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2014 Gumsuri kidnappings

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On 13 December 2014, 172–185 villagers in the village of Gumsuri were kidnapped, suspected to be by Boko Haram militants. 32–35 people were killed.[1][2][3]

Gumsuri kidnapping
Part of the Islamist insurgency in Nigeria
Date13 December 2014 (2014-12-13)
LocationGumsuri in Borno State, Nigeria
Deaths32–35
Missing172–185 women and children kidnapped
SuspectsBoko Haram

Kidnapping and killingEdit

Gunmen arrived at the village in pickup trucks at night. As they got there, they stormed the village from two different directions. They first began shooting men, killing them and older boys in front of their families.[4] Just before the shooting, the attackers yelled the words "Allahu akbar", which translates to "God is great".[5][3] Soon after, they began heading for women and children. The gunmen burned down half the village with petrol bombs. The gunmen took women and children residing in the village away in their trucks.[1]

AftermathEdit

Despite the kidnapping and killings happening on 13 December, the news did not break out until 17 December because the gunmen destroyed communication towers in the area. News of this event emerged when survivors from the village arrived in the city of Maiduguri, where they were able to communicate to others the news of what had happened.[2]

Military OffensiveEdit

In April 2015 the Nigerian military rescued a large number of Boko Haram hostages from the Sambisa Forest, including many of those who had been kidnapped from Gumsuri.[4] The survivors reported that some of the women and children had died during over their months of captivity; others were killed during the military operation.[4]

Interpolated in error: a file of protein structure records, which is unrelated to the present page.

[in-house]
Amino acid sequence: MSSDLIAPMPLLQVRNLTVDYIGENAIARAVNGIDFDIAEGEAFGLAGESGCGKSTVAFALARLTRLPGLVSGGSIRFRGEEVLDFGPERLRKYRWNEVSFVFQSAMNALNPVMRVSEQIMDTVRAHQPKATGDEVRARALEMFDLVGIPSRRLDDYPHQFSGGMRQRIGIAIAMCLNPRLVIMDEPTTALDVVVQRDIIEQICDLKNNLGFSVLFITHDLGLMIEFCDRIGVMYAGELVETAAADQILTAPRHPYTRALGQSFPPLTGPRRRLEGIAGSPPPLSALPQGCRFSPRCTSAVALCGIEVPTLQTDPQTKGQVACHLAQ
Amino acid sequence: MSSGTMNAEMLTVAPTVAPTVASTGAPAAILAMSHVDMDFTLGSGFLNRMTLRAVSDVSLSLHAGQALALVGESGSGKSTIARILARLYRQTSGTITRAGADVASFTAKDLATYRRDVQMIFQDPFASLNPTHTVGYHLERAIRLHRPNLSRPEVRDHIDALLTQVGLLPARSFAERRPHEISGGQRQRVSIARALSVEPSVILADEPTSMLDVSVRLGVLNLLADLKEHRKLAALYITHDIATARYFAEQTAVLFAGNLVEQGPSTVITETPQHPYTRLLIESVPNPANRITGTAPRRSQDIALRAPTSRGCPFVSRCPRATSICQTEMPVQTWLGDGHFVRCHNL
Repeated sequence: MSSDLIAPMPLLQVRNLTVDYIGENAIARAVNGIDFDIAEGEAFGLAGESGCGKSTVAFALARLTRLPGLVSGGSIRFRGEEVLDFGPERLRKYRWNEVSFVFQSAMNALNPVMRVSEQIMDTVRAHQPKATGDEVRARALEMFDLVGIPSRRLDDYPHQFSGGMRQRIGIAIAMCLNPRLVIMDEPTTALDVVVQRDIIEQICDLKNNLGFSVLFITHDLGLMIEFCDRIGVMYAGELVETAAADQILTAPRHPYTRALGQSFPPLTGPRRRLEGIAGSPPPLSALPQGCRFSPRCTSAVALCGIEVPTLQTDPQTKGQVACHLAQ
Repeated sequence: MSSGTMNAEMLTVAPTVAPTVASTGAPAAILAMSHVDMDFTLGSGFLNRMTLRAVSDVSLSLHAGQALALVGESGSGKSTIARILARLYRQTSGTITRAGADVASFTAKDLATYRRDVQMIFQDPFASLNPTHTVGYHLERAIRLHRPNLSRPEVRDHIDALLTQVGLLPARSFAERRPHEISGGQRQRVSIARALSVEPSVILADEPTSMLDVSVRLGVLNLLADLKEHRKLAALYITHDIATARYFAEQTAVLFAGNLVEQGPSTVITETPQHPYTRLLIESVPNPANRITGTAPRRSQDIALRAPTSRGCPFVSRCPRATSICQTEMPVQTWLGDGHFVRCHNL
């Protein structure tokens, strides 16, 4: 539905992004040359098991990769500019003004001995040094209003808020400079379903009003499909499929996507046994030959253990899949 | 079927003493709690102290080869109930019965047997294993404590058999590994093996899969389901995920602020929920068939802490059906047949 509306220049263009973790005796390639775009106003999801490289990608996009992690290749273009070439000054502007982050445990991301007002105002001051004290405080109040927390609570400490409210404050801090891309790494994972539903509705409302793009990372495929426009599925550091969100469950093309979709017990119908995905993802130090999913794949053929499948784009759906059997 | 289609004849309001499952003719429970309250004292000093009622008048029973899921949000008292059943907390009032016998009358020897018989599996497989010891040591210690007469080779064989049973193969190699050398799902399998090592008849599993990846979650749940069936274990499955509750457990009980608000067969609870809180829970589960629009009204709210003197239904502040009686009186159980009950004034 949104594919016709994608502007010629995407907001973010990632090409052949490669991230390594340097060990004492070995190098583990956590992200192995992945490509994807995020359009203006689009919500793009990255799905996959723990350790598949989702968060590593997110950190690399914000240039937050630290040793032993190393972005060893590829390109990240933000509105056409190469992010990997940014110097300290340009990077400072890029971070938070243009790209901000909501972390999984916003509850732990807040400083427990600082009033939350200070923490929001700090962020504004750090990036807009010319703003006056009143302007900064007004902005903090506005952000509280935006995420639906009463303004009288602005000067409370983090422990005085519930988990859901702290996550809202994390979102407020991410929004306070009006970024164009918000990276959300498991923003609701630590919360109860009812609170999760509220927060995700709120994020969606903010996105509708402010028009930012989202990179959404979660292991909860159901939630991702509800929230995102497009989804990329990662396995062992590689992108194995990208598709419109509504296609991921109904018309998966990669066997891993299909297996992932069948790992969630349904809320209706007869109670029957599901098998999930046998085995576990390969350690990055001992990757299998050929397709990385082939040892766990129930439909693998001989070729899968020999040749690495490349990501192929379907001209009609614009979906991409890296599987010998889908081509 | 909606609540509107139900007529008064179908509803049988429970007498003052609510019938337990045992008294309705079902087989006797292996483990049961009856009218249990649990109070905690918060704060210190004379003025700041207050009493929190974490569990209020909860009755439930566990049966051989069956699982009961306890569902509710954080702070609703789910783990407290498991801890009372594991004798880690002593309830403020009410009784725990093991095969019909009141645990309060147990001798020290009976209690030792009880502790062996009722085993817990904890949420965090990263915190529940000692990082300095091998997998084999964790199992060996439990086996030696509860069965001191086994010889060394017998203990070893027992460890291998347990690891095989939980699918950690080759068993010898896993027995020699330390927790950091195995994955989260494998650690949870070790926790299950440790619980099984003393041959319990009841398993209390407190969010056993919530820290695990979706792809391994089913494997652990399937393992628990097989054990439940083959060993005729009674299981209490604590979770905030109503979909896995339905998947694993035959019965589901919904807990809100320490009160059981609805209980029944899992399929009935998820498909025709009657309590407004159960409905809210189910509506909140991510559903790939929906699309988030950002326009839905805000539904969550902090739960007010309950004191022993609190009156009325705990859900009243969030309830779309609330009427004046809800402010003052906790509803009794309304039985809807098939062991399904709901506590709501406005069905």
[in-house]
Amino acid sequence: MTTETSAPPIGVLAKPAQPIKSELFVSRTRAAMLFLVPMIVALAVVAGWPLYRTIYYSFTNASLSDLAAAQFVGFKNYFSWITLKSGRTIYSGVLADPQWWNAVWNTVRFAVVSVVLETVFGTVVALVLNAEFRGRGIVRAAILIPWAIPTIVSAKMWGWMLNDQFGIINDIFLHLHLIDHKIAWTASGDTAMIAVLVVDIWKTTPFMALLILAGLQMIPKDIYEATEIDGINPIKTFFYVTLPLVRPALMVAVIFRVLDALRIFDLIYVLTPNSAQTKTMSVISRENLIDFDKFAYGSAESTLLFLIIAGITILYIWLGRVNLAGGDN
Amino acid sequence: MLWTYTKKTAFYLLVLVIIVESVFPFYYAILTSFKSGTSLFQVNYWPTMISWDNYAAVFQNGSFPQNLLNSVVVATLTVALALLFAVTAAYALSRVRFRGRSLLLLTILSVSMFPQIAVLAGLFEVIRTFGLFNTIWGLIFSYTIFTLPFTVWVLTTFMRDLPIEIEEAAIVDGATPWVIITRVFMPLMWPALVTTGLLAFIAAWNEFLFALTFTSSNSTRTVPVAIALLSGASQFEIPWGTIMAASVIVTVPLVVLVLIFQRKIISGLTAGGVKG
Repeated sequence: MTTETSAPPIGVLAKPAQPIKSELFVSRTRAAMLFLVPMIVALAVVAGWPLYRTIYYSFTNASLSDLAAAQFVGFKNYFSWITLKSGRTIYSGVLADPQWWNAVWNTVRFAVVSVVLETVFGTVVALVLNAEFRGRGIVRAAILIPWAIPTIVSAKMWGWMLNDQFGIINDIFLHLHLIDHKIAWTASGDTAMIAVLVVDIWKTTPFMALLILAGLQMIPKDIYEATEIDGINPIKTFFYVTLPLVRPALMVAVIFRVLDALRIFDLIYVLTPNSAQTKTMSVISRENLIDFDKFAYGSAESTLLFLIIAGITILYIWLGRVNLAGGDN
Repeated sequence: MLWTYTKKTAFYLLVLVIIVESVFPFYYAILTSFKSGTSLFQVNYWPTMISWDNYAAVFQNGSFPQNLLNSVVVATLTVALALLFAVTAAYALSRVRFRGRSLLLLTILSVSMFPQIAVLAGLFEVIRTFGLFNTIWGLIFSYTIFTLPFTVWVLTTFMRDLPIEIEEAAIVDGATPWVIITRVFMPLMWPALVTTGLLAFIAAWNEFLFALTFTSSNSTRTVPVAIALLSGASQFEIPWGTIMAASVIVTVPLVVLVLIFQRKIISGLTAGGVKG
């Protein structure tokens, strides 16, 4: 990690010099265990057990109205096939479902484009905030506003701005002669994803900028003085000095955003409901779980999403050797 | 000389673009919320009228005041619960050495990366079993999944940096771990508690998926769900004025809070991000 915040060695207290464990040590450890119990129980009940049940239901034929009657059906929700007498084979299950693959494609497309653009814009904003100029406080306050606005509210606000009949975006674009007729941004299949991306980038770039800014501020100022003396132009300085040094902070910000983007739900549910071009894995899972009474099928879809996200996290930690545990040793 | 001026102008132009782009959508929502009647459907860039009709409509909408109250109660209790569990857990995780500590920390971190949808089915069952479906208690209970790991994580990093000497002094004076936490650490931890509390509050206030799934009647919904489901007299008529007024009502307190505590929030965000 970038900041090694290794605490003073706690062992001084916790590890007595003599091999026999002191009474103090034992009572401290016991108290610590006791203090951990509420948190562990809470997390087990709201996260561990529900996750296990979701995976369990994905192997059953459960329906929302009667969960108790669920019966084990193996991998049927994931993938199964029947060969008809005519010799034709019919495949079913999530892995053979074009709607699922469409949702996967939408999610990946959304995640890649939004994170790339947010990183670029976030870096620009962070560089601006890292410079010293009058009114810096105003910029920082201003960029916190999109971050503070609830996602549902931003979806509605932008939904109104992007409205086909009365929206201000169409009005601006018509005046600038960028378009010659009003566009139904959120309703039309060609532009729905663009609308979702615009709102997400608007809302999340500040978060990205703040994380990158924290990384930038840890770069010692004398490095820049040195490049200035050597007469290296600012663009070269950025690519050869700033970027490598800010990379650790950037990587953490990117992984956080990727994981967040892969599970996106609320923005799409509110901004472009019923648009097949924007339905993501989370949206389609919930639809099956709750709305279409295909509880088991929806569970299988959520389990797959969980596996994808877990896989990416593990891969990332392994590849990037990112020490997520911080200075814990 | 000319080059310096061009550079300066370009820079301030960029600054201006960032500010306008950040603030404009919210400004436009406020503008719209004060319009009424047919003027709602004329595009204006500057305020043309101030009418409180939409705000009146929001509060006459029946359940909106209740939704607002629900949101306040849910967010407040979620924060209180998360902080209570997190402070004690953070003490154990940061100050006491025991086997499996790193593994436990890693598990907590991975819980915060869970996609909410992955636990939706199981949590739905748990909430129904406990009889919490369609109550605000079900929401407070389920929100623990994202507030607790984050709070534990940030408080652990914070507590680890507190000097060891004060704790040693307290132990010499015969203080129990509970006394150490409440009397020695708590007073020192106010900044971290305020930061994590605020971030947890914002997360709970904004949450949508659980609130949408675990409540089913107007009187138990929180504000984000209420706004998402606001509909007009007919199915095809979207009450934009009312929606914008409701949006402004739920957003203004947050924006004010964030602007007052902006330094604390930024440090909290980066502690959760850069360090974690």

ReactionEdit

The United States commented on the kidnapping, stating, “We abhor such violence, which continues to take a terrible toll on the people of Nigeria, and we extend our condolences to the victims and their families."[6]

ReferencesEdit

  1. ^ a b Abubakr, Aminu; Brumfield, Ben. "Officials: Boko Haram kidnaps 185 women and children, kills 32 people". CNN. Retrieved 19 December 2014.
  2. ^ a b "Boko Haram suspected of kidnapping at least 185 women, children in Nigeria". Associated Press via CBC. Retrieved 19 December 2014.
  3. ^ a b "Boko Haram Suspected in Kidnapping of 172 Women, Children in Nigeria". Reuters via Newsweek. Retrieved 19 December 2014.
  4. ^ a b c "Boko Haram freed Nigerian women tell of captivity horror". BBC News. 4 May 2015. Retrieved 16 March 2019.
  5. ^ "Suspected Islamic Extremists Kidnap 185 in Northeast Nigeria". ABC News. Retrieved 19 December 2014.
  6. ^ "United States Condemns Suspected Boko Haram Attack In Gumsuri". Channels Television. Retrieved 19 December 2014.